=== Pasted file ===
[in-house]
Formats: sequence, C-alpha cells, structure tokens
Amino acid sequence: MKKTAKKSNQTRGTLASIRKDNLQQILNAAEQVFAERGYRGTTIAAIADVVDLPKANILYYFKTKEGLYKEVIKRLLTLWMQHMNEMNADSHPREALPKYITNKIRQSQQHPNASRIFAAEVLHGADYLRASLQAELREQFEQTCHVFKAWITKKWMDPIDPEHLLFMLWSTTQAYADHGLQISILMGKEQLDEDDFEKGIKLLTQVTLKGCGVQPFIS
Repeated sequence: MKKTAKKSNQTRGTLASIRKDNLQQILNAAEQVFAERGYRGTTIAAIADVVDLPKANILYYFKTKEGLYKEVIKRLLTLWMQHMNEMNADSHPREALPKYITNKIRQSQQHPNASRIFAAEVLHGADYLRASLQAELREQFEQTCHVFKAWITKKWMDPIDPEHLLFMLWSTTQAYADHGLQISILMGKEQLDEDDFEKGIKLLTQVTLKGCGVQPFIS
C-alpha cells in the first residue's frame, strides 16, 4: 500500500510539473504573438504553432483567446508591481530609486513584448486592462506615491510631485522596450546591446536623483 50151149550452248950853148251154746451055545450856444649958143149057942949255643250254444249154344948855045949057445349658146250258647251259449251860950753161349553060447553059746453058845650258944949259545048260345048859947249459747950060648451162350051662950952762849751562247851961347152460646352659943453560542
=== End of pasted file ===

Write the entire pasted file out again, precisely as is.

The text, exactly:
[in-house]
Formats: sequence, C-alpha cells, structure tokens
Amino acid sequence: MKKTAKKSNQTRGTLASIRKDNLQQILNAAEQVFAERGYRGTTIAAIADVVDLPKANILYYFKTKEGLYKEVIKRLLTLWMQHMNEMNADSHPREALPKYITNKIRQSQQHPNASRIFAAEVLHGADYLRASLQAELREQFEQTCHVFKAWITKKWMDPIDPEHLLFMLWSTTQAYADHGLQISILMGKEQLDEDDFEKGIKLLTQVTLKGCGVQPFIS
Repeated sequence: MKKTAKKSNQTRGTLASIRKDNLQQILNAAEQVFAERGYRGTTIAAIADVVDLPKANILYYFKTKEGLYKEVIKRLLTLWMQHMNEMNADSHPREALPKYITNKIRQSQQHPNASRIFAAEVLHGADYLRASLQAELREQFEQTCHVFKAWITKKWMDPIDPEHLLFMLWSTTQAYADHGLQISILMGKEQLDEDDFEKGIKLLTQVTLKGCGVQPFIS
C-alpha cells in the first residue's frame, strides 16, 4: 500500500510539473504573438504553432483567446508591481530609486513584448486592462506615491510631485522596450546591446536623483 50151149550452248950853148251154746451055545450856444649958143149057942949255643250254444249154344948855045949057445349658146250258647251259449251860950753161349553060447553059746453058845650258944949259545048260345048859947249459747950060648451162350051662950952762849751562247851961347152460646352659943453560542